8 At-Home Activities to Improve Your Preschooler’s Communication

We’ve all experienced frustrating miscommunications, and this is especially difficult for preschool-aged kids. Imagine how your 3-year-old must feel when they can’t quite explain why they don’t want to share — frustration overload! While it’s developmentally normal for your preschooler to have a difficult time expressing themselves, you can help to improve your preschooler’s communication with these eight fun at-home activities.

1. Play Pass-the-Time Games

You know those old games you used to play on long road trips when you were a kid? Many of those are great tools for helping to improve your preschooler’s communication. Try these three the next time you’re in the car, eating lunch, or taking a walk.

  • Guess where we’re going/what we’re about to do: Give your child clues about the next thing you’re planning to do to help them piece together verbal information. For example, if you’re going to the movies after lunch, you could say, “We’ll eat popcorn, it will be dark, and we’ll watch a story on a screen. Where are we going?”
  • I Spy: The game I Spy is a great game for improving your preschooler’s communication because it encourages the use of descriptive words in relation to your environment.
  • Play 20 Questions: Another childhood favorite, 20 Questions requires  communication that involves reasoning, ruling things out, and the use of descriptive words.

    2. Increase Nonverbal Communication Skills

    So much of communication is actually nonverbal. You can help your child decode nonverbal cues with a few different activities.

  • Write or draw directions to somewhere in your neighborhood or home. Ask your child to follow them.
  • Silently give directions to somewhere in your neighborhood or home. Use hand gestures, pointing, and exaggerated facial expressions.
  • Look at pictures in books and make guesses about what someone is feeling, based on their facial expressions.
  • Try and do a cooperative activity together without talking. For example, run a relay race in your backyard, clean up the toys in the living room together, color a picture together, or play a sport in the backyard. The idea is that you’ll have to look to each other’s body language and facial expressions to determine next moves.

3. Play Telephone

Telephone helps your child develop good listening skills. With a group of people, sit in a circle and whisper a message to the person next to you. That person then whispers the message they heard to the next person, and so on. The final person shares the message out loud.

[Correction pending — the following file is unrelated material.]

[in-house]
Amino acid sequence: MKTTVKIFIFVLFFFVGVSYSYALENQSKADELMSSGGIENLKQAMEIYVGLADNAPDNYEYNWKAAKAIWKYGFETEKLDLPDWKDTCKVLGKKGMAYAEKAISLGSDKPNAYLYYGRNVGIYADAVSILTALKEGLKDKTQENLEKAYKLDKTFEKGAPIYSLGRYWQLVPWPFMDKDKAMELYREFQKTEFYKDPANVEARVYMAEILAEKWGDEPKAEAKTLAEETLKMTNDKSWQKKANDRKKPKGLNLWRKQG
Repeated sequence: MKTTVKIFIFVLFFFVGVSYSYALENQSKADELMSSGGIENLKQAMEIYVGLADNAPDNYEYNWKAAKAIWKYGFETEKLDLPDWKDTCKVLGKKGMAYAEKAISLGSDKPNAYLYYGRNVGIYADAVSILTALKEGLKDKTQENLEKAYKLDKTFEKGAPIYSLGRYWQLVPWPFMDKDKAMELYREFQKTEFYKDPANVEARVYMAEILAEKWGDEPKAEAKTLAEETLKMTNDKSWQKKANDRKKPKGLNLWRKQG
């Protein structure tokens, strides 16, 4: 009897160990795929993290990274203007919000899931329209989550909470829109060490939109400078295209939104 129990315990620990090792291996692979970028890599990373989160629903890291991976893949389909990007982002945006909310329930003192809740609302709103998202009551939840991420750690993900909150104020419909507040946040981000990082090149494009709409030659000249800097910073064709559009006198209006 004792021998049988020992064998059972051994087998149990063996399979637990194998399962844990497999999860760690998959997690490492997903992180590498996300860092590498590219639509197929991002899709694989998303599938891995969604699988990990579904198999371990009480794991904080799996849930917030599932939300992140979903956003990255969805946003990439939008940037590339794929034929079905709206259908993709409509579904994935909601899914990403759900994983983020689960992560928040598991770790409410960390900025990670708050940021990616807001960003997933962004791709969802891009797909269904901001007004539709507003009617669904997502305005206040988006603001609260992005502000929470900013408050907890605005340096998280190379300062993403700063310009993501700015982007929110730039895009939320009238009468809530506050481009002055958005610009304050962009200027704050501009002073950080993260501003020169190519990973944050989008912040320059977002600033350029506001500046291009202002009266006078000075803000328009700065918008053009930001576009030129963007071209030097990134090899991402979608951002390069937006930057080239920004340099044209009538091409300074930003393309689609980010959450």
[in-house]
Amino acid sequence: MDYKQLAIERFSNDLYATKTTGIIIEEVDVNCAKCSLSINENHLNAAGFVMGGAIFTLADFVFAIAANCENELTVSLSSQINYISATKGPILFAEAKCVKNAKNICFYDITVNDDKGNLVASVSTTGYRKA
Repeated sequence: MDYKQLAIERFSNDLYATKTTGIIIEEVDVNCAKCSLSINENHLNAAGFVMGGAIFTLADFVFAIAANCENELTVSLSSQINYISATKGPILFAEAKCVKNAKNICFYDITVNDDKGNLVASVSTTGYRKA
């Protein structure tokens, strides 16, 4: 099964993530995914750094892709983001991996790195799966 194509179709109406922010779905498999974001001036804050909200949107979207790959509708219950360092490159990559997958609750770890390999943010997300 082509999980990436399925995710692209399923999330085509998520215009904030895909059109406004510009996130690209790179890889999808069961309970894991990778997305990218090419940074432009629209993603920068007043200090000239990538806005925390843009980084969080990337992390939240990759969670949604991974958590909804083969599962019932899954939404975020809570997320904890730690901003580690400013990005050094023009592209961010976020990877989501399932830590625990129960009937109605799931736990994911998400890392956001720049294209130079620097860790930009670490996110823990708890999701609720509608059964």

Undoubtedly, the final message will sound much different than it started out. The hilarity is what makes this game fun, but it also teaches a lesson — we have to pay close attention when communicating, or we have a hard time hearing the correct message.

4. Take a Nature Walk

Some of the best ways to improve your preschooler’s communication skills are in the simple, everyday connected activities.

Take a no-pressure nature walk and point out what you see. Ask your child what colors, animals, and plants they see. Point out letters and words on street signs. Collect nature items and talk about how they feel and smell.

5. Play Show-and-Tell

Kids love to describe their favorite toys and items. Ask your child to pick something and do a show-and-tell for the family. When they finish describing their item, ask questions about it. This not only helps build vocabulary, it’s another no-pressure way to increase confidence — which, in turn, improves your preschooler’s communication.

6. Play Pretend

Luckily, kids have a natural desire to play pretend — and luckily this is a simple way to improve communication skills. When children play pretend, they use  new vocabulary to describe their pretend situations. They problem-solve out loud, they cooperate with other playmates, and they use descriptive words to explain what’s going on.

{Read: Why Your Child Needs Pretend Play}

7. Play Charades

Sure, charades doesn’t rely on verbal communication. But it can still increase your preschooler’s communication skills by encouraging your child to think of non-verbal ways to get their point across. Remember, not all communication is verbal!

8. Tell a Story with Pictures

Give your child a few pictures and ask them to tell a story with them. You can clip pictures from a magazine, use family photos, or draw a few pictures. Put them in order, or let your child come up with their own order.

At UDA Creative Arts Preschool, we know how important communication is for your preschooler.  That’s why we provide a verbally-rich environment and curriculum. We are also always watching for markers of appropriately-developing language, and recommend intervention when those markers are not being met. Learn more about our curriculum. Call us at (801) 523-5930 for a tour.

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